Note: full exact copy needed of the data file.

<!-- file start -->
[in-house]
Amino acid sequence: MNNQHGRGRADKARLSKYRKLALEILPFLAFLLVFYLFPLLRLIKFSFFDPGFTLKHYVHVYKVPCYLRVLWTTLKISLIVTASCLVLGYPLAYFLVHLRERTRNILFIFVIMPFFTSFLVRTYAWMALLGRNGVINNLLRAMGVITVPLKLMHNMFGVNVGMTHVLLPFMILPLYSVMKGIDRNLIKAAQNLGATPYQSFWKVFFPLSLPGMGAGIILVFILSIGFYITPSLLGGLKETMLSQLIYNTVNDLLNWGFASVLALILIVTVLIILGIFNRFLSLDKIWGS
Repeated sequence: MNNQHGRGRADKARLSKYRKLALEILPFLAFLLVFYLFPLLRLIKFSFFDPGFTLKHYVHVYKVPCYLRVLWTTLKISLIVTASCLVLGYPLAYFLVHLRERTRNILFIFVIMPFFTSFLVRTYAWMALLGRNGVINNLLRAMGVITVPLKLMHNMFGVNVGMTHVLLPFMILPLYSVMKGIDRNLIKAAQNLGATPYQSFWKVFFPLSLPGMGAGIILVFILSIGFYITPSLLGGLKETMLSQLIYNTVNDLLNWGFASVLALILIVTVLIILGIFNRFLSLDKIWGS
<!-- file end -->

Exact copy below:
[in-house]
Amino acid sequence: MNNQHGRGRADKARLSKYRKLALEILPFLAFLLVFYLFPLLRLIKFSFFDPGFTLKHYVHVYKVPCYLRVLWTTLKISLIVTASCLVLGYPLAYFLVHLRERTRNILFIFVIMPFFTSFLVRTYAWMALLGRNGVINNLLRAMGVITVPLKLMHNMFGVNVGMTHVLLPFMILPLYSVMKGIDRNLIKAAQNLGATPYQSFWKVFFPLSLPGMGAGIILVFILSIGFYITPSLLGGLKETMLSQLIYNTVNDLLNWGFASVLALILIVTVLIILGIFNRFLSLDKIWGS
Repeated sequence: MNNQHGRGRADKARLSKYRKLALEILPFLAFLLVFYLFPLLRLIKFSFFDPGFTLKHYVHVYKVPCYLRVLWTTLKISLIVTASCLVLGYPLAYFLVHLRERTRNILFIFVIMPFFTSFLVRTYAWMALLGRNGVINNLLRAMGVITVPLKLMHNMFGVNVGMTHVLLPFMILPLYSVMKGIDRNLIKAAQNLGATPYQSFWKVFFPLSLPGMGAGIILVFILSIGFYITPSLLGGLKETMLSQLIYNTVNDLLNWGFASVLALILIVTVLIILGIFNRFLSLDKIWGS